# [GeostatsGuy Lectures] Variogram Calculation

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## An example

Semivariogram_1D_Porosity.xlsx

The variogram, covariance function and correlation coefficient are equivalent tools for characterizing spatial two-point correlation (assuming stationarity):

\begin{aligned}
\gamma_{x}(\mathbf{h}) &=\boldsymbol{\sigma}_{x}^{2}-\boldsymbol{C}_{x}(\boldsymbol{h}) \\
\end{aligned}

where:

\begin{array}{r}
\boldsymbol{C}_{x}(\mathbf{h})=\boldsymbol{E}{\boldsymbol{X}[\mathbf{u}) \cdot \boldsymbol{X}(\mathbf{u}+\mathbf{h})}-[\boldsymbol{E}{\boldsymbol{X}(\mathbf{u})} \cdot \boldsymbol{E}{\boldsymbol{X}(\mathbf{u}+\mathbf{h})}], \forall \mathbf{u}, \mathbf{u}+\mathbf{h} \in \boldsymbol{A} \\
C_{x}(0)=\sigma_{x}^{2}
\end{array}

\boldsymbol{C}_{x}(\mathbf{h}) = \frac{ \sum_{\alpha=1}^{n} x \left( \mathbf{u} _ {\alpha} \right) \cdot x\left(\mathbf{u}_{\alpha}+\mathbf{h}\right)}{n}-(\bar{x})^{2}

if stationary mean.

Stationarity entails that:

\begin{gathered}
m(\mathbf{u})=m(\mathbf{u}+\mathbf{h})=m=E{Z}, \forall \mathbf{u} \in A \\
\operatorname{Var}(\mathbf{u})=\operatorname{Var}(\mathbf{u}+\mathbf{h})=\sigma^{2}=\operatorname{Var}{Z}, \forall \mathbf{u} \in A
\end{gathered}

• Covariance Function - a measure of similarity vs. distance. Calculated as the average product of values separated by a lag vector centered by the square of the mean.

\boldsymbol{C}_{x}(\mathbf{h})=\frac{\sum_{\alpha=1}^{n} x\left(\mathbf{u}_{\alpha}\right) \cdot x\left(\mathbf{u}_{\alpha}+\mathrm{h}\right)}{n}-(\bar{x})^{2}, \text { if stationary mean }

• The covariance function is the variogram upside down. \gamma_{x}(\mathbf{h})=\sigma_{x}^{2}-C_{x}(\boldsymbol{h})
• We model variograms, but inside the kriging and simulation methods they are converted to covariance values for numerical convenience.

We need to practically calculate and model spatial continuity. From
the available and often sparse subsurface data.
1. Calculate variogram with irregularly spaced data
— Search templates with parameters
2. Valid spatial model
— Fit with a couple different, nest (additive) spatial continuity models
e.g. nugget, spherical, exponential and Gaussian
3. Full 3D spatial continuity model
— Model primary directiqs, i.e. major horizontal, minor horizontal and
vertical and combine together with assumption of geometric
anisotropy

How do we get pairs separated by lag vector?
- Regular spaced data:
- Specify as offsets of grid units
- Fast calculation
- Diagonal directions are awkward
- Irregular spaced data:
- Nominal distance for each lag
- Distance tolerance
- Azimuth direction
- Azimuth tolerance
- Dip direction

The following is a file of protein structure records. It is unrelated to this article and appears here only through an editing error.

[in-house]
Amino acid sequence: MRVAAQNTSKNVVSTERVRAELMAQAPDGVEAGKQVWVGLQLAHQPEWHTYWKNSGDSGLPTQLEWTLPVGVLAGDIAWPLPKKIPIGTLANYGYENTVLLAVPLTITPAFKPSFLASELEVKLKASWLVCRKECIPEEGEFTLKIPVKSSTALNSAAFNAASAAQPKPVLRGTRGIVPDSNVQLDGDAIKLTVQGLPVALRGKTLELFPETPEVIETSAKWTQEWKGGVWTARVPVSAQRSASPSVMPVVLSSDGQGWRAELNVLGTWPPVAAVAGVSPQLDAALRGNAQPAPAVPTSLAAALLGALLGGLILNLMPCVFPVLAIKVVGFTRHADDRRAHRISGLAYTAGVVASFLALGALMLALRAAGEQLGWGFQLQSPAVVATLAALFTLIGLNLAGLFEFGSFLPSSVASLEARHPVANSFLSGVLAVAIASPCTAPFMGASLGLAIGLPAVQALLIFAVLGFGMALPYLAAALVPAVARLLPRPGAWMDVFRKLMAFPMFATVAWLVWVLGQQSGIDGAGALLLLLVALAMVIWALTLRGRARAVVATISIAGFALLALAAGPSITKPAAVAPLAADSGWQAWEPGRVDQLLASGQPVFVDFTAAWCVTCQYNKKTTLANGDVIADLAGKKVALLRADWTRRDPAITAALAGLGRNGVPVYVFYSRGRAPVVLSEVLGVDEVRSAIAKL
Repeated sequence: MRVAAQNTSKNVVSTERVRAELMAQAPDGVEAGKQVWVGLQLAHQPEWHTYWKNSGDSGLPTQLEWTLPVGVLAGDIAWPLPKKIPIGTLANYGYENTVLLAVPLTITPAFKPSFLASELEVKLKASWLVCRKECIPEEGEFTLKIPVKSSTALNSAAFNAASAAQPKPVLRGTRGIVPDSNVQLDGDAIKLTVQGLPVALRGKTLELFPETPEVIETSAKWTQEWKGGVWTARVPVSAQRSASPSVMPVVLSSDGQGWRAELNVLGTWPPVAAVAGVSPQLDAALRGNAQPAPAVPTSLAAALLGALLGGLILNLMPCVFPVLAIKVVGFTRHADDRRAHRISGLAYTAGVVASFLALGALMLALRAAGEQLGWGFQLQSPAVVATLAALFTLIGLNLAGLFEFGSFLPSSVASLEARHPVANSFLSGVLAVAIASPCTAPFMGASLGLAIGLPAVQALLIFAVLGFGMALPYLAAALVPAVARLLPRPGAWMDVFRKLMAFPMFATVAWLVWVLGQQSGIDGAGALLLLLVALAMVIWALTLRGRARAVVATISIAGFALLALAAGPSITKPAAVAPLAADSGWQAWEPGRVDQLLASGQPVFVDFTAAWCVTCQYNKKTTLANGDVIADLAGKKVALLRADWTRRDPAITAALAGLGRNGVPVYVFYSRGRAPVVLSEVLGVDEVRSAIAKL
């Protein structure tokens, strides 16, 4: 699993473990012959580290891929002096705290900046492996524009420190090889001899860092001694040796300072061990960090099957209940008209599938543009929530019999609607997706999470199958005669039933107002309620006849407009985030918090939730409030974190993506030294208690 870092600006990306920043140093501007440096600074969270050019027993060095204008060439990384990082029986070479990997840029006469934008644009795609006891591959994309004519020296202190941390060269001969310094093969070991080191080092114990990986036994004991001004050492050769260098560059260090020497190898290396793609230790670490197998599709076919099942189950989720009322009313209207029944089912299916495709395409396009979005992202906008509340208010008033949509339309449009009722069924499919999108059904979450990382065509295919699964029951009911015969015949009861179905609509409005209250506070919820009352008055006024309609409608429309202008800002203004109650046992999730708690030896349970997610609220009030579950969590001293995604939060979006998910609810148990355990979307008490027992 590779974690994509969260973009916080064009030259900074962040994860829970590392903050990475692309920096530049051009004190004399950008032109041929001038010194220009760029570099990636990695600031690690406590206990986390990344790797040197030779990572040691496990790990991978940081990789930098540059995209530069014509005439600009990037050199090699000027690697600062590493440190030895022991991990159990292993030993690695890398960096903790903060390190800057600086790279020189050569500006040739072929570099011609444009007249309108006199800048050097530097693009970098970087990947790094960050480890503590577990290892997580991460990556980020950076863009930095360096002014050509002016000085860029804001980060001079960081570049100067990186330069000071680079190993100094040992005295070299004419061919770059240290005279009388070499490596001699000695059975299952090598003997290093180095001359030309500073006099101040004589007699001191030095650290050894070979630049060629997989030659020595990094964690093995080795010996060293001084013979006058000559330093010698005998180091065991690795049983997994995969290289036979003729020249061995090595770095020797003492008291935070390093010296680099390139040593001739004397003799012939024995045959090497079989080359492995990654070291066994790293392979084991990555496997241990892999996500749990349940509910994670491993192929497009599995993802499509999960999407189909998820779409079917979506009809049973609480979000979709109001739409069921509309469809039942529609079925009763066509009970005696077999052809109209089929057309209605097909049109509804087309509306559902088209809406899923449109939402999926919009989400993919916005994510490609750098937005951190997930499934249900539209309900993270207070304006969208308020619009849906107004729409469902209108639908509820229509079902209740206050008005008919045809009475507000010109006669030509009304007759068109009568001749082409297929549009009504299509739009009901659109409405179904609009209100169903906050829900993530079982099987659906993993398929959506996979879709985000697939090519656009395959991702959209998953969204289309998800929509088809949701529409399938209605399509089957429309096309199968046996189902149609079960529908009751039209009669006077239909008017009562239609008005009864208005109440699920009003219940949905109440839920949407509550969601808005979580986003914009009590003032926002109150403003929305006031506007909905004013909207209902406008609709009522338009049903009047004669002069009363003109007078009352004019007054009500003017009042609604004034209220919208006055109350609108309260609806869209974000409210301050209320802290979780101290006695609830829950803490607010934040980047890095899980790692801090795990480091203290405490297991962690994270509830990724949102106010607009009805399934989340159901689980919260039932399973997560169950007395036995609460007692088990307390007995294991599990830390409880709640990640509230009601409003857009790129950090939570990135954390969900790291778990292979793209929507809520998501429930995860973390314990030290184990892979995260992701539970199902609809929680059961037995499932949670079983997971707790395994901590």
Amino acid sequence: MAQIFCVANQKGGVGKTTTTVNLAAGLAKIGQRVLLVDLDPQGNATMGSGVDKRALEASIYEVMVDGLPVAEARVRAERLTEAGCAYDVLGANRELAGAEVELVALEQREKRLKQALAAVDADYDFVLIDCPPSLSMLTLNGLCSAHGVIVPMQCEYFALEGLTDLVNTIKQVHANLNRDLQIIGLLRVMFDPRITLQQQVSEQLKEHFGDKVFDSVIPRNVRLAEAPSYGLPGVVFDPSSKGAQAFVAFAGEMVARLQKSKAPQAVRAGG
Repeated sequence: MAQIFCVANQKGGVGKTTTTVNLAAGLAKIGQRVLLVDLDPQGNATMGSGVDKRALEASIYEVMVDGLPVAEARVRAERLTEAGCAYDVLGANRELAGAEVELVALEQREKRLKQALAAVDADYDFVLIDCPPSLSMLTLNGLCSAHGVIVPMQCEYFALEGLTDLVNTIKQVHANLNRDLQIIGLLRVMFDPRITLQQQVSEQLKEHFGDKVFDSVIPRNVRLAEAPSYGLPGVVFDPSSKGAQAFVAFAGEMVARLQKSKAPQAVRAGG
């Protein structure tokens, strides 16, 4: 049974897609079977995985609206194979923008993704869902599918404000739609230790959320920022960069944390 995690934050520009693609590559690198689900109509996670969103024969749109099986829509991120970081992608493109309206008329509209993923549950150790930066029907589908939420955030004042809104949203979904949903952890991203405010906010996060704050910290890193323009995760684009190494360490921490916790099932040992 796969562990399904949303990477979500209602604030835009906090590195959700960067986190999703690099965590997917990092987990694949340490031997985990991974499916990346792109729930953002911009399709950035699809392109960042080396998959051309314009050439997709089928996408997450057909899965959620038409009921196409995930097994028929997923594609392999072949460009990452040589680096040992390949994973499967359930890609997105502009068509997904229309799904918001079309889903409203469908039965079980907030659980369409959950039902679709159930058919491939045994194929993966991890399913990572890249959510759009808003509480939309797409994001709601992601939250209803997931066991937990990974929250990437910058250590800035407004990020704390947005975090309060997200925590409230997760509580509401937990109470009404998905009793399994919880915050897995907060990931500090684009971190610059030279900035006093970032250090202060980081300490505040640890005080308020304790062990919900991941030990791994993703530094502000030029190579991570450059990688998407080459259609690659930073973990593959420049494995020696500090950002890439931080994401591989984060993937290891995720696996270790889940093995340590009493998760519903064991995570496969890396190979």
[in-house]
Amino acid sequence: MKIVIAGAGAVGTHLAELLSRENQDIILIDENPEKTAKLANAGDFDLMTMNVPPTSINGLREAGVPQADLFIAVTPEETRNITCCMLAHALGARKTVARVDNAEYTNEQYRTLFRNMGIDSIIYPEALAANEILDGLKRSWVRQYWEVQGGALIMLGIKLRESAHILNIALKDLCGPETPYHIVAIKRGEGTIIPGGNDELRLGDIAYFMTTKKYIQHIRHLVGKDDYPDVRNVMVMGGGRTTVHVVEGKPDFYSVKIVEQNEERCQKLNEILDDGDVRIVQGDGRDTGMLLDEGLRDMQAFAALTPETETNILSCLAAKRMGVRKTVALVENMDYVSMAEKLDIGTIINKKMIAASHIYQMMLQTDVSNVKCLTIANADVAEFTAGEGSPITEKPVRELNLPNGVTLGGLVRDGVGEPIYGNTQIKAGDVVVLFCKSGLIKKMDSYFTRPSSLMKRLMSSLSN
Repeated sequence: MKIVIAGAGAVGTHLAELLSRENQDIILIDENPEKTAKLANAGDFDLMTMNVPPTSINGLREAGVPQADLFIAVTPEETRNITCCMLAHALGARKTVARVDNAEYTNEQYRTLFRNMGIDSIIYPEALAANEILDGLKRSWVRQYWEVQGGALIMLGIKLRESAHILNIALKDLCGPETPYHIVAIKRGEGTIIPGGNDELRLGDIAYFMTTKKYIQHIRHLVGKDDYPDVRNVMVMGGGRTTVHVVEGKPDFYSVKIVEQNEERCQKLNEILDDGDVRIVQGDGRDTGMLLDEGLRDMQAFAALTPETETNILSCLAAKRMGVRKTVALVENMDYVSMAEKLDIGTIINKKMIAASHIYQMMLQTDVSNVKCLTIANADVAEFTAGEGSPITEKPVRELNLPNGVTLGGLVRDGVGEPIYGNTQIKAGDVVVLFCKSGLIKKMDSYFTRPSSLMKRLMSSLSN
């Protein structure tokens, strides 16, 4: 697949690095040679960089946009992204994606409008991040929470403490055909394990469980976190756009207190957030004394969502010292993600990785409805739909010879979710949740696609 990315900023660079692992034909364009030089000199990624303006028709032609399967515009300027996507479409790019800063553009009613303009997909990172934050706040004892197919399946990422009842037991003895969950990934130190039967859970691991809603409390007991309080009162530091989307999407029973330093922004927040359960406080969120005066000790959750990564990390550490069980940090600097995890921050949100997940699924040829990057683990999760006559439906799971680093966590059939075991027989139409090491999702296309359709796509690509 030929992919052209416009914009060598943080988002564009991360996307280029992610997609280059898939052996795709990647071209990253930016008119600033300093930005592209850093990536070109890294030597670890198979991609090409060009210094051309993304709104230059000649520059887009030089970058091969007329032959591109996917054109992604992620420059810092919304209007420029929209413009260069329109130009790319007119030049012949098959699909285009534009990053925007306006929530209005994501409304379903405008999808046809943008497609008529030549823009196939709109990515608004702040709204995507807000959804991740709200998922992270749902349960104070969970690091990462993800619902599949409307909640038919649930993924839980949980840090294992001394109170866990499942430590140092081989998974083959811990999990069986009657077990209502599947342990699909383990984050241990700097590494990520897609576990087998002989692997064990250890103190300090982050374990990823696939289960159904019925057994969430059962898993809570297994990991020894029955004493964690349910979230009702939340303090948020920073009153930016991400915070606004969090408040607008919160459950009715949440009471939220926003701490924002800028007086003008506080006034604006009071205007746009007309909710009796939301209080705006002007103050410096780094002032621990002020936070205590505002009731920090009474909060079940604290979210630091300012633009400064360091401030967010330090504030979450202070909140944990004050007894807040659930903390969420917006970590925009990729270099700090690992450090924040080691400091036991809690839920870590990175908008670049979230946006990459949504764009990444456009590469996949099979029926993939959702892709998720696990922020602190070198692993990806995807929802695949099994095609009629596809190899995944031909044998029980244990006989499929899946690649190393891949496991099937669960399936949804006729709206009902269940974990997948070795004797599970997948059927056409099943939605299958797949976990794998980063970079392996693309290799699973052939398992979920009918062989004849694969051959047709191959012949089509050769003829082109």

- Dip tolerance
- Bandwidth (maximum deviation) in originally horizontal plane
- Bandwidth in originally vertical plane

• Data transformation:
— Transform a continuous variable to a Gaussian or normal distribution, for use with / consistency with Gaussian simulation methods
— Transform a categorical variable to a series of indicator variables for indicator methods and categorical to continuous for truncated Gaussian methods
• Coordinate transformation:
— Variograms are calculated ali6ned with the stratigraphic framework
— Otherwise the spatial continuity will be underestimated
• Should calculate the variogram on the variable being modeled with transforms (data and coordinates)
• Calculate the variogram, as this is what we model and apply in estimation and simulation (more later).

## Chossing the directions

• Inspect the data and interpretations, sections, plan views, ...
• Azimuth angles in degrees clockwise from north
• Review multiple directions before choosing a set of perpendicular directions
- Omnidirectional: all directions taken together —› often yields the most well-behaved variograms.
- Major horizontal direction & two perpendicular to major direction
- All anisotropy in geostatistics is geometric
— three mutually orthogonal directions with ellipsoidal change in the other directions:

## Guidance for Variogram Calculation Parameters:

• Lag separation distance should coincide with data spacing
• Lag tolerance typically chosen to be 1/2 lag separation distance
— in cases of erratic variograms, may choose to overlap calculations so lag tolerance > 1/2 lag separation, results in more pairs.
• The variogram is only valid for a distance one half of the field size: start leaving data out of calculations with larger distances

Everything not saved will be lost.